TL;DR – We wonder how they plan to “rectify the situation”.
Dr Chee Soon Juan sent this letter to PM Lee:
In the letter, he said that, in accordance with our constitution, a by-election must be held in Marsiling-Yew Tee GRC because Mdm Halimah has resigned as MP.
Dr Chee is wrong though.
The Constitution is silent on when by-elections need to be held
We don’t know which version of the constitution Dr Chee read, but the Constitution of Singapore can be found online here. No part of the Constitution says that a by-election must be held if a seat of an MP becomes vacant. Here is the specific section of the Constitution:
49.—(1) Whenever the seat of a Member, not being a non-constituency Member, has become vacant for any reason other than a dissolution of Parliament, the vacancy shall be filled by election in the manner provided by or under any law relating to Parliamentary elections for the time being in force.
What it means is that the Mdm Halimah’s vacant seat must be filled by an election. But it doesn’t mean that a by-election MUST be held. Mdm Halimah’s vacant seat can be filled at the next General Election.
The issue has been debated in Parliament
The first time this issue of whether a by-election is needed to fill a seat left vacant by an MP was when Dr. Ong Chit Chung (former MP for Jurong GRC) passed away suddenly in 2008. Back then, NMP Thio Li-ann moved a motion in Parliament to push for by-elections to be called if a member of a GRC belonging to a minority community vacates his/her seat.
That motion wasn’t passed. And PM explained why by-elections weren’t necessary. Singapore’s system of election focuses on political parties rather than on individual candidates. Candidates represent their respective political parties, and the party that attains the highest number of elected candidates forms the government. The governing party then receives its mandate through its candidates.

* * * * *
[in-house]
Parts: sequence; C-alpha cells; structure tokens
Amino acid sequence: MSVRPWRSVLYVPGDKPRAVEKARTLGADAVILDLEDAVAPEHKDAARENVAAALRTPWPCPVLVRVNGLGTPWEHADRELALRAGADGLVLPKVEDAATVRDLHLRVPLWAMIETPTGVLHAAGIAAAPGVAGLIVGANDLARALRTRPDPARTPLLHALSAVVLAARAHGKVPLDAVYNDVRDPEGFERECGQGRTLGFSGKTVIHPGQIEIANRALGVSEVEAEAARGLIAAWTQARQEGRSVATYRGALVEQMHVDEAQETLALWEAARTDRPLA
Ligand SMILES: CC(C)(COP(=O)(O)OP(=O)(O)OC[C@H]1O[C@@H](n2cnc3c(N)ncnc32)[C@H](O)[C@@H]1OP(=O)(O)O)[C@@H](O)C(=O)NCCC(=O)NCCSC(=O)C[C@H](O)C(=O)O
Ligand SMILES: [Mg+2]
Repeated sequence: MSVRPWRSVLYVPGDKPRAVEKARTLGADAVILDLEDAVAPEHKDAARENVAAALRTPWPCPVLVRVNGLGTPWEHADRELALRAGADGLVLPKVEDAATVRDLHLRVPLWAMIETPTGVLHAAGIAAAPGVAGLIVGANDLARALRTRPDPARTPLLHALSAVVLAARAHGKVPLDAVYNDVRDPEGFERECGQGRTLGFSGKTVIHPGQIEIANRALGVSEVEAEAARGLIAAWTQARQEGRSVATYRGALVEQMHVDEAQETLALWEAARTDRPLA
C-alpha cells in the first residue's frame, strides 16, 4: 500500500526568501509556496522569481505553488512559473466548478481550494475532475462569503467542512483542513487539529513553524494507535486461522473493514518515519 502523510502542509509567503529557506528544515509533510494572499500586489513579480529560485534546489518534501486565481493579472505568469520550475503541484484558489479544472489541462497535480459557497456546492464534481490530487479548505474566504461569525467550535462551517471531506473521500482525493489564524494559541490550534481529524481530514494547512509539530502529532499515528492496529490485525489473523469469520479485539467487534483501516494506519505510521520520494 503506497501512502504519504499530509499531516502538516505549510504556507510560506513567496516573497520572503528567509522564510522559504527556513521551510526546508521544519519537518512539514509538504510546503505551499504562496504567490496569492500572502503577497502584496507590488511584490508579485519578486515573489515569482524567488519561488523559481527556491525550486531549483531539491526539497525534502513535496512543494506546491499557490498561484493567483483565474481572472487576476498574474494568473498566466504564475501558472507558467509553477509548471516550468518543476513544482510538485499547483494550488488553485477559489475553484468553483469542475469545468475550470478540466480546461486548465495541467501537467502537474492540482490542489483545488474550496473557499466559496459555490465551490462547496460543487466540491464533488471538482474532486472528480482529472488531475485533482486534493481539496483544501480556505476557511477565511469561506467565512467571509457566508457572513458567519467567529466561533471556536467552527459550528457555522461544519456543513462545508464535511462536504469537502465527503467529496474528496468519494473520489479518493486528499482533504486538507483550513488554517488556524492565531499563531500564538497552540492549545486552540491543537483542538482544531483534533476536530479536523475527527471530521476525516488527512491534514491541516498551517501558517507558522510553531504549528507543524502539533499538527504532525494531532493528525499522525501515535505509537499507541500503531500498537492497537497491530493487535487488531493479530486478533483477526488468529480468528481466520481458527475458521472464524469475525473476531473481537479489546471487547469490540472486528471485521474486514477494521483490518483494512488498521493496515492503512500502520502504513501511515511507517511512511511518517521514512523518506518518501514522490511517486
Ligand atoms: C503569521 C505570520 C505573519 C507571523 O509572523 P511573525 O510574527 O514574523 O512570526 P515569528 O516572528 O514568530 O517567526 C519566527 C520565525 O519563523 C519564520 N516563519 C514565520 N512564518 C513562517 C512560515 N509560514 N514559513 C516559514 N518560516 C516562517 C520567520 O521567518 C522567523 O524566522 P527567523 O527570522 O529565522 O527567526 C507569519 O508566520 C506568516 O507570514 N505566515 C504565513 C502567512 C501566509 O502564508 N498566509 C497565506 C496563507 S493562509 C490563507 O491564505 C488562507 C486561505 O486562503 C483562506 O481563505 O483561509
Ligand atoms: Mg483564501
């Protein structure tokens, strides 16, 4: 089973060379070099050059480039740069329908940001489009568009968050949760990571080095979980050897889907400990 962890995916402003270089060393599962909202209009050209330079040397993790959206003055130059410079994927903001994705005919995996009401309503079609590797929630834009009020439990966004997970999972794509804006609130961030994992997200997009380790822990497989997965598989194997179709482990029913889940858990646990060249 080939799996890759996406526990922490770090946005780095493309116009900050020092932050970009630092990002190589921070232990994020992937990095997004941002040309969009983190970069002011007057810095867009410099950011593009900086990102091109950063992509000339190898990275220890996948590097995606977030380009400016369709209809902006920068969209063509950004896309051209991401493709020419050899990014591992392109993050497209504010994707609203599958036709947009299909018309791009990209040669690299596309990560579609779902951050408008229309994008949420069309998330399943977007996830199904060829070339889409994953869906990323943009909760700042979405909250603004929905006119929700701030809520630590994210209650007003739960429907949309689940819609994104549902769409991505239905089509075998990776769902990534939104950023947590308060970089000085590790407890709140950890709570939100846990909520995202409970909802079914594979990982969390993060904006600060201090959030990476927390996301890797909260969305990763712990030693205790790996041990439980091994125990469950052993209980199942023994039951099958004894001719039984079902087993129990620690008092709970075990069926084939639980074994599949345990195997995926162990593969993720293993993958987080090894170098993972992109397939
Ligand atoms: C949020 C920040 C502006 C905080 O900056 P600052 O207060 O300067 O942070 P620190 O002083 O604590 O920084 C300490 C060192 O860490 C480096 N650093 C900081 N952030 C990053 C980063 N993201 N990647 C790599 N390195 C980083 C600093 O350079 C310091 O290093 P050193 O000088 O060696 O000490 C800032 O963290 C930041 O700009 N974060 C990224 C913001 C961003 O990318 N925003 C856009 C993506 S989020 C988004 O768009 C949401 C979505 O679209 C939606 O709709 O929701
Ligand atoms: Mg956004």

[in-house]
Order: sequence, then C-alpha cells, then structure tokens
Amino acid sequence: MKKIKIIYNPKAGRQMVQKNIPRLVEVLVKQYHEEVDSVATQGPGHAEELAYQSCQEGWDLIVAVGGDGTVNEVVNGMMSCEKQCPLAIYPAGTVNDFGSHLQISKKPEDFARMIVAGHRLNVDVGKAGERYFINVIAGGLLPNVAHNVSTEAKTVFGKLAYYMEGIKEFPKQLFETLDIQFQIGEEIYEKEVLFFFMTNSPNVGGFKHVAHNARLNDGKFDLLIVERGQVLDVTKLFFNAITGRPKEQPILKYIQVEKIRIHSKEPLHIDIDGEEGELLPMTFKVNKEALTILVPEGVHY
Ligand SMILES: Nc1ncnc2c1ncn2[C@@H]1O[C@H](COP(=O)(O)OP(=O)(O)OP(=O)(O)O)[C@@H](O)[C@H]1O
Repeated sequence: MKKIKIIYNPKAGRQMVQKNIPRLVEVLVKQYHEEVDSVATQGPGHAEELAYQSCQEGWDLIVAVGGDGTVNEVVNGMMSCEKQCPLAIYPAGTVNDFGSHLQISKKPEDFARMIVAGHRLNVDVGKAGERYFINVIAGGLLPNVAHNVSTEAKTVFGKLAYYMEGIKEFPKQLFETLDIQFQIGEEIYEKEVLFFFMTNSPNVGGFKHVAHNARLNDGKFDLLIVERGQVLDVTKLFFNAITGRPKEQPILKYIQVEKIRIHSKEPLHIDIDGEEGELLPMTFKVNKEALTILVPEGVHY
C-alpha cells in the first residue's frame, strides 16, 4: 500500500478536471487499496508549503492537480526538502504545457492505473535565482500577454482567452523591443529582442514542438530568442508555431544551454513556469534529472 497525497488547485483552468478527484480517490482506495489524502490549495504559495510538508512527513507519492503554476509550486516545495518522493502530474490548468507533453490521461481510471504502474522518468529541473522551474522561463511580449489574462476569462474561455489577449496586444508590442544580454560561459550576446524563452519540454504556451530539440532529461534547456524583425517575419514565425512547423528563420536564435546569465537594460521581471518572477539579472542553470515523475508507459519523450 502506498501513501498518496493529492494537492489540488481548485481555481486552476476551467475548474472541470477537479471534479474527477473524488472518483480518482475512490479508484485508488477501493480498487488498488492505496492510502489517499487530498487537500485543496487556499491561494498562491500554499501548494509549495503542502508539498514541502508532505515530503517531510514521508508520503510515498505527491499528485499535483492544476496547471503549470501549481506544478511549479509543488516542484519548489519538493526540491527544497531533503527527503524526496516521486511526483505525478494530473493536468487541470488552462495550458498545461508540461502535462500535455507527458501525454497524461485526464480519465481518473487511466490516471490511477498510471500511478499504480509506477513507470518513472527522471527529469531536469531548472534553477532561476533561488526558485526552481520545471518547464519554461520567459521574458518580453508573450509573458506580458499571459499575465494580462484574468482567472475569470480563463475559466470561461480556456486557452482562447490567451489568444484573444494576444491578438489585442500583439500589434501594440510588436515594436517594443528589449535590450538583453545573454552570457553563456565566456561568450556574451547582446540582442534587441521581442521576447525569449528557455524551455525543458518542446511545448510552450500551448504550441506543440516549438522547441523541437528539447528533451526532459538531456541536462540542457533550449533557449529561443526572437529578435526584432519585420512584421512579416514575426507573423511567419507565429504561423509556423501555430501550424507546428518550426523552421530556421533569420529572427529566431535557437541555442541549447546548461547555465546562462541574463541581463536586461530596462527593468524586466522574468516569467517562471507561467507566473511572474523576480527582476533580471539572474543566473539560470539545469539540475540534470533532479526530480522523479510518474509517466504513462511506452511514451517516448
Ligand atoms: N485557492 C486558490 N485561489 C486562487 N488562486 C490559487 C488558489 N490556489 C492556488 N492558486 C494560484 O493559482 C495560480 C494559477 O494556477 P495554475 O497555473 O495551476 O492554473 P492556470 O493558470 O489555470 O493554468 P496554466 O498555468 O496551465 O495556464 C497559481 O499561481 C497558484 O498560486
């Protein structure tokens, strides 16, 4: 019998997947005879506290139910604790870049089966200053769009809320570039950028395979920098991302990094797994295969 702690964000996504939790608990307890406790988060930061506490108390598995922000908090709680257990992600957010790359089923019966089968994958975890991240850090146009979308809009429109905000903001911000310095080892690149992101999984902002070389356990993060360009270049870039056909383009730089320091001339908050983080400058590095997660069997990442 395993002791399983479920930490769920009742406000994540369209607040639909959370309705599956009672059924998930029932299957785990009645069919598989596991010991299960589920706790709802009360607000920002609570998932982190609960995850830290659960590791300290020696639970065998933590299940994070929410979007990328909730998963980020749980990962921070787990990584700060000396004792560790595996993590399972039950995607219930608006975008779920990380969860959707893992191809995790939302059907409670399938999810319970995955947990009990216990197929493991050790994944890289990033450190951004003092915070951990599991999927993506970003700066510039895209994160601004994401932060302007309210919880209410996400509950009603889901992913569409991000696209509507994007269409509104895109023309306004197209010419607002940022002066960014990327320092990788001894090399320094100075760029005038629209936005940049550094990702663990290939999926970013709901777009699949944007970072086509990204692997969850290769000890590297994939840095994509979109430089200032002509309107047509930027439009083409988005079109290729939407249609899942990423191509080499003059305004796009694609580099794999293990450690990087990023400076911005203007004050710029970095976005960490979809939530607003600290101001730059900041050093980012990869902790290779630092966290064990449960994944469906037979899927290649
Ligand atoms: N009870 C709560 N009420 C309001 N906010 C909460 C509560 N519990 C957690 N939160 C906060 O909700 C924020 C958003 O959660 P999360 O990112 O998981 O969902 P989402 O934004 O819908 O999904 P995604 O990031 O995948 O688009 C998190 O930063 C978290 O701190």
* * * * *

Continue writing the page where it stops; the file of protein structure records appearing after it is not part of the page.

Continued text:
As a result, when Dr Balaji Sadasivan (former MP of Ang Mo Kio GRC) passed away suddenly in 2010, vacating his seat, no by-election was called. Similarly, no by-elections were called when the seats of Dr Ong and Mr Lee Kuan Yew were vacated when they passed away.
PM Lee had said this in an interview back in 2010,
“(There is) nothing automatic about calling for a by-election. We have discussed this many times. In Jurong, Dr Ong Chit Chung passed away, we have not called for a by-election, there are other MPs looking after the ward. In Ang Mo Kio GRC, there are six of us and the other five will help to look after Chengsan – Seletar ward. I see no difficulty.”
Looks like the people of Marsiling-Yew Tee don’t want it
There are those who will say that Parliament definitely won’t pass any MP or NMP’s motion for a by-election to be called. After all, PAP has a super-majority in Parliament. These people will say that PAP can change the Constitution to suit them. Sure. Fair enough.
Then let’s listen to the people who matter the most, the residents of Marsiling-Yew Tee who are directly affected by Mdm Halimah’s resignation. Do the residents want a by-election?
Abdul Salim Harun organised a petition drive on 12 August, going house to house in Marsiling, the former ward of Mdm Halimah.
Abdul had probably thought that there would be an overwhelming support from the Marsiling residents for a by-election to be called. He might have gotten that impression from online comments.
But he discovered that reality is very different from online sentiments.
Abdul found that “when you walked on the ground, it’s like you are given multiple tight slaps on your face for even suggesting for a BE to be held.”
Based on actual sentiments collected when Abdul and his team went door-to-door to solicit for signatures for the petition, they found that the residents are happy with status quo.
That corroborates with what we have gathered from friends who stay in Marsiling-Yew Tee – even if a by-election were held, chances are the PAP team would still be elected.
In other words, holding a by-election in Marsiling-Yew Tee GRC would likely be a waste of resources.
(Featured image via Todayonline)